Creative Ventures Newsletter
Volume #99 - May 2014
HAPPENINGS

April was an odd month for Colin and me.  Two large consulting projects kept us in the office and limited our travel to between Austin and Dallas.  Sometimes our three-part value model of presentation, education and application (consulting) get heavily weighted on one part, and consulting was the big player in April.  In April we needed uninterrupted office time to complete our projects and spend some much needed time on active internal ideas.  We also had a series of meetings with new clients to define the scope of the projects in discussion.  Though I am not at liberty to give specifics around our client consulting work, I can give you a general idea on the subject content.

The Client Experience – Of all the chaos careening around your business, one element of control is your client experience.  You are the master of how your clients experience you, and that is one of the key ways you can differentiate your business from you competition’s.  You may have similar products, but your client experience can create market separation.  You should be spending significant strategic time on this aspect of your business.

Value Formulas – A company’s position within its market revolves around creating value.  Value is found in a wide variety of company elements and often has a lot of unseen leverage.  By taking a critical, independent view, we often can find simple and powerful ways to leverage and increase value with minimal budget impact.

Internally we are working some exciting new ideas:

  • We are updating the web site with new content and images.
     
  • We are adding new video clips from some of our latest ideas.
     
  • We are developing our Repeatable Successful Acts platform into a video series.

Our presentations are getting creative makeovers with brand new content. May has us back on the road with trips to, Dallas, Minneapolis, Orlando, Atlanta, and Boston!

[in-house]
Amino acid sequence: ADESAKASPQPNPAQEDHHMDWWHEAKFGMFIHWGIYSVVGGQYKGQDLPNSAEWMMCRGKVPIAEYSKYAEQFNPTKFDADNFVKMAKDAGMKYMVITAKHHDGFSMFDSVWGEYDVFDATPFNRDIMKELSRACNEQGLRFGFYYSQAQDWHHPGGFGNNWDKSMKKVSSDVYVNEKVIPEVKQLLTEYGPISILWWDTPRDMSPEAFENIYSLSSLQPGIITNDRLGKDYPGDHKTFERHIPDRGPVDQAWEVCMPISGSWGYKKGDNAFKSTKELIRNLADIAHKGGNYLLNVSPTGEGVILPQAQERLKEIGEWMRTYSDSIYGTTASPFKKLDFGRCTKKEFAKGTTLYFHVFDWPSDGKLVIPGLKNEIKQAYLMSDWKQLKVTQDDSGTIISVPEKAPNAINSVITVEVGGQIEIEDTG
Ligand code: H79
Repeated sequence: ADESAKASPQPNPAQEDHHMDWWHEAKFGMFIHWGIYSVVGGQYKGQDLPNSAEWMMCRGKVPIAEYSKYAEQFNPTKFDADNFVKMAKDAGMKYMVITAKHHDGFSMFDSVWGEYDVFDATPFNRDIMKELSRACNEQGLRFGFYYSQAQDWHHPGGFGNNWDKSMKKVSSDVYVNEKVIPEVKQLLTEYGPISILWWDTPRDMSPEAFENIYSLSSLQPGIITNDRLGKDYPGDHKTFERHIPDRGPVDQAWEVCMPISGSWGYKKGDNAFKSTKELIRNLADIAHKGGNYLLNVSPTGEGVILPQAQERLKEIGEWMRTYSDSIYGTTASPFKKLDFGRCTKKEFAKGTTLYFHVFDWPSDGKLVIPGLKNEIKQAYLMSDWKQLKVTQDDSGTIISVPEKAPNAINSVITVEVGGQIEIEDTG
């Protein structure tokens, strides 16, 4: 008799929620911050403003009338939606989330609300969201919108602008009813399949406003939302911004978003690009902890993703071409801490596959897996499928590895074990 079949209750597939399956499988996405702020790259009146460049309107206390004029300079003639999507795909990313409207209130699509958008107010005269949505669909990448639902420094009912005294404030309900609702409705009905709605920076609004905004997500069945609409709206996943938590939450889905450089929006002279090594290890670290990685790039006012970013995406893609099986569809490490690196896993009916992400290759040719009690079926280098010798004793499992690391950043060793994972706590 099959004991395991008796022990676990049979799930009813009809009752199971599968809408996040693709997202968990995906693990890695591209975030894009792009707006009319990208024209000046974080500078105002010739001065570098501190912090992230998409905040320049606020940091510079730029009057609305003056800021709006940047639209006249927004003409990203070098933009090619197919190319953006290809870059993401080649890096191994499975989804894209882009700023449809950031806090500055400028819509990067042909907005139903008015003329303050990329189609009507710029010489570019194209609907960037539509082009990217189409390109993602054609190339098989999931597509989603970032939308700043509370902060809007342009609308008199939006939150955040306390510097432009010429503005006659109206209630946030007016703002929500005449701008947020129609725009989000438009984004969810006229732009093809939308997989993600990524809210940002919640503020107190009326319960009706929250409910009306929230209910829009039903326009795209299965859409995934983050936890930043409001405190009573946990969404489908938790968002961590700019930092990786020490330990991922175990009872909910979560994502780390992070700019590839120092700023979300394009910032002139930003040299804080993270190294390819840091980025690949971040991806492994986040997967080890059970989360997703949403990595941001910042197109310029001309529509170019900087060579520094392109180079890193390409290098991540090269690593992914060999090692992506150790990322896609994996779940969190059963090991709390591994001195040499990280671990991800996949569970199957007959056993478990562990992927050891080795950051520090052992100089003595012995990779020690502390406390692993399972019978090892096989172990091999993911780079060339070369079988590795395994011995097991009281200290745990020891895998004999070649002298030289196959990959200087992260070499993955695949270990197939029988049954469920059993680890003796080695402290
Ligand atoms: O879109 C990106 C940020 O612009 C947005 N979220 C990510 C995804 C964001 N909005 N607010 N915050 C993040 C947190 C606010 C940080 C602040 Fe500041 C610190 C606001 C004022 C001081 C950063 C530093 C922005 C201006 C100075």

IDEA

Time changes everything. That’s what people say, but it’s not true. Doing things changes things. Not doing things leaves things exactly as they are.

[Dr House]

House pretty much sums up why organizations embark on training programs.  They want to do something that will change the way things are, and a good idea seems to have better trained people doing the things you want changed.  Makes pretty good sense.  In fact, organizations spend around $180 billion a year on that very goal, despite about 70% of all corporate training failing to accomplish significant change.

There are tons of studies to support the idea that training has some real problems.  Dr. Eduardo Salas at the University of Central Florida did a 20-year study into corporate training and found supportive evidence to back the dismal impact most training has on participants, including the sobering statistic that  about 90% of new skills are lost within a year.  OUCH!

No field gets as much money thrown at it as does LEADERSHIP.  In fact, so much has time and effort has been focused on this elusive aspect of business that most of its meaning has been siphoned out.  I have had the privilege of being involved in leadership training, both as a designer of curriculum and content as well as a teacher for over 25 years.  My understanding and beliefs have been reshaped countless times.  Why?

F=ma.  That’s Newton’s second law of motion, force equals mass times acceleration.  It’s a LAW of motion.  That means it happens every time.  In English, the subject and the verb must match.  It’s a hard and fast rule of our language.  But try finding any law or stone-etched rule about leadership.  They don’t exist.  Leadership may be one of the most subjective topics in history.  This gives leadership a kind of amorphous nature.

Leadership doesn’t fail because people don’t know stuff about it.  There have been over 20,000 significant pieces written about leadership over the past 8 years.  There are books ranging from the leadership skills of Attila the Hun all the way to Z Theory from Japan.  So, why does leadership training fail?  Here are a few reasons:

 

  • There is a huge gap between what we know and what we do.  The focus on leadership training is usually centered on knowing rather than doing.